Endowment established in memory of Emmette & Evelyn Hale

  • NW Foundation

Emmette & Evelyn Hale

 

By Natalie Ehrhardt, Communications Specialist

The Emmette and Evelyn Hale Memorial Endowed Scholarship has been lovingly established at Northwest Mississippi Community College by the Senatobia couple’s sons, Buster, Steve, David, and Tim.

Emmette Franklin Hale, Jr. passed away in 1989. Born to Emmette Hale, Sr. and Nannie May Hale in 1928, he was stricken with osteomyelitis in his early teens, with his parents given little hope that he would reach adulthood. However, thanks to surgery and modern medicine, he was completely healed and went on to lead a very productive life.

Hale, raised in Senatobia, graduated from Tate County Agricultural High School in 1946. After a stint in the Merchant Marine, he returned home and attended what was then Northwest Mississippi Junior College, followed by the University of Tennessee and William R. Moore School of Technology, where he studied drafting and design.

After completing his studies, he became associated with his father in the lumber business. He primarily spent his time designing and building custom homes. He married his wife in 1950, and the couple went on to welcome their four sons.

A group of Tate County leaders had observed the young businessman and encouraged him to run for office. This kicked off a career of public service that would span 30 years. First elected to the Tate County Board of Supervisors in 1959, he went on to serve as president of the board until the time of his passing. He was elected president of the Mississippi Association of Supervisors in 1968, presiding over all the supervisors in the state of Mississippi.

Hale was a member of the Senatobia First Baptist Church, a Mason, charter member of the Senatobia Volunteer Fire Department, and president of the Rural Area Development Association. He was also a Rotarian, past director of Back Acres Country Club and Senatobia Chamber of Commerce, and a member of the board of the Community Action Program for Tate and DeSoto counties. He also represented Tate County on what was then the Mental Health and Mental Retardation Commission.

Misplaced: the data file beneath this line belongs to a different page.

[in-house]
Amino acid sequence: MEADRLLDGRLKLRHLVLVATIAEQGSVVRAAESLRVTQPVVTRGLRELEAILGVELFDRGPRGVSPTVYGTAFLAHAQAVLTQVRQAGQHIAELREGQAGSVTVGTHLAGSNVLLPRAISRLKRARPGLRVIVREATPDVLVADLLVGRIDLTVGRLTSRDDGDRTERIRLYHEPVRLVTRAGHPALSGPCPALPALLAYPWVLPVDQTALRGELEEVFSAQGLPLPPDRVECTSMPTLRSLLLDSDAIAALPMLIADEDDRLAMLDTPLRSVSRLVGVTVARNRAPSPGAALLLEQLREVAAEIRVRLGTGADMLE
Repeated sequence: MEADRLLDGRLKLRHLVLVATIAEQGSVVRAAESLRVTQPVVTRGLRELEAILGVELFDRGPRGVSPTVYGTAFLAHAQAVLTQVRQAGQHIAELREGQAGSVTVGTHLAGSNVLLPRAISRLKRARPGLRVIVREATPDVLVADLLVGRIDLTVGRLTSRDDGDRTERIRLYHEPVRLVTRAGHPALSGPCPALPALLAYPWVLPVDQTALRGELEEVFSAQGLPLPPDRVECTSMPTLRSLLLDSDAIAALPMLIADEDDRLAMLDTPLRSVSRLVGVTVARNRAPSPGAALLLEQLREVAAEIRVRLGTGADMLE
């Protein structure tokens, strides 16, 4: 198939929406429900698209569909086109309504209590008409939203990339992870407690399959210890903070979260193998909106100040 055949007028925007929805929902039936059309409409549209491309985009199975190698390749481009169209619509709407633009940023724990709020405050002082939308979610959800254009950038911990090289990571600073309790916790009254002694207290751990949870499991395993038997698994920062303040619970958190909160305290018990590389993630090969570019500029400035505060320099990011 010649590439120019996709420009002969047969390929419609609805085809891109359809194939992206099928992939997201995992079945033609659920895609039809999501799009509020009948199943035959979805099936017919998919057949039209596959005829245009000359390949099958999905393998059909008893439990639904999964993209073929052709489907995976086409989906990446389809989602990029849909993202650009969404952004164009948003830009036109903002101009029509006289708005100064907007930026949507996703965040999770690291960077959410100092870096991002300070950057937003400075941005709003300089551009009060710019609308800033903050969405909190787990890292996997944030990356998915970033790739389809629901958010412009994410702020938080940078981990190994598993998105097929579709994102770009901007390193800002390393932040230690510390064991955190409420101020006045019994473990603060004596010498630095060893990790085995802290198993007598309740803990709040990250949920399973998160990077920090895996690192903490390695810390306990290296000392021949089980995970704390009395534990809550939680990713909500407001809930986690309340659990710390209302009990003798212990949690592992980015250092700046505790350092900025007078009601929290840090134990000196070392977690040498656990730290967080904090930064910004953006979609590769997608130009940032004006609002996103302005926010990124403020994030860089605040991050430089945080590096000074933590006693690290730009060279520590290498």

A golf enthusiast, Hale was a golf champion at Back Acres for four years. A plaque in his memory can be found on the practice tee at the club, where he helped many young golfers perfect their swing. He also spent many years as a little league baseball coach and is still remembered fondly by many of those who played on his teams. Because of his dedication to the youth of Tate County, the little league field on Gilmore Street in Senatobia was named Hale/Oakley Field, in honor of Hale and Bill Oakley.

In his later years, Hale raised cattle and enjoyed his six grandchildren.

Evelyn Savage Hale, born in 1930 to Raymond and Eula Scott Savage, passed away in 2019 at the age of 88. Raised in Hernando as the oldest girl in a close-knit family with seven siblings, she graduated from Hernando High School in 1948.

Upon marrying, she moved to Senatobia, which would be her home for 68 years. She was a homemaker, and as a longtime member of Senatobia First Baptist Church, she also taught children’s Sunday School for many years and was an active member of the WMU Flower’s Circle and the Grace Sunday School class. She and her fellow Sunday School class members polished the nails of residents living at the Senatobia Convalescent Center every Wednesday afternoon. In addition, she volunteered as a member of the church’s Homebound Ministry, delivering meals to homebound church members.

After the death of her husband, Hale stepped in and served the remainder of his term as a Tate County supervisor for District 4. She also worked with her sons in the family business, Hale Lumber Company. In her later years, her greatest joys were her grandchildren and great-grandchildren, whom she would often babysit, waiting with a bowl of chocolate ice cream and a hug when they arrived.

The Emmette and Evelyn Hale Memorial Scholarship will be awarded to a student from Tate County. Recipients must maintain a GPA of 2.5 while enrolled at Northwest.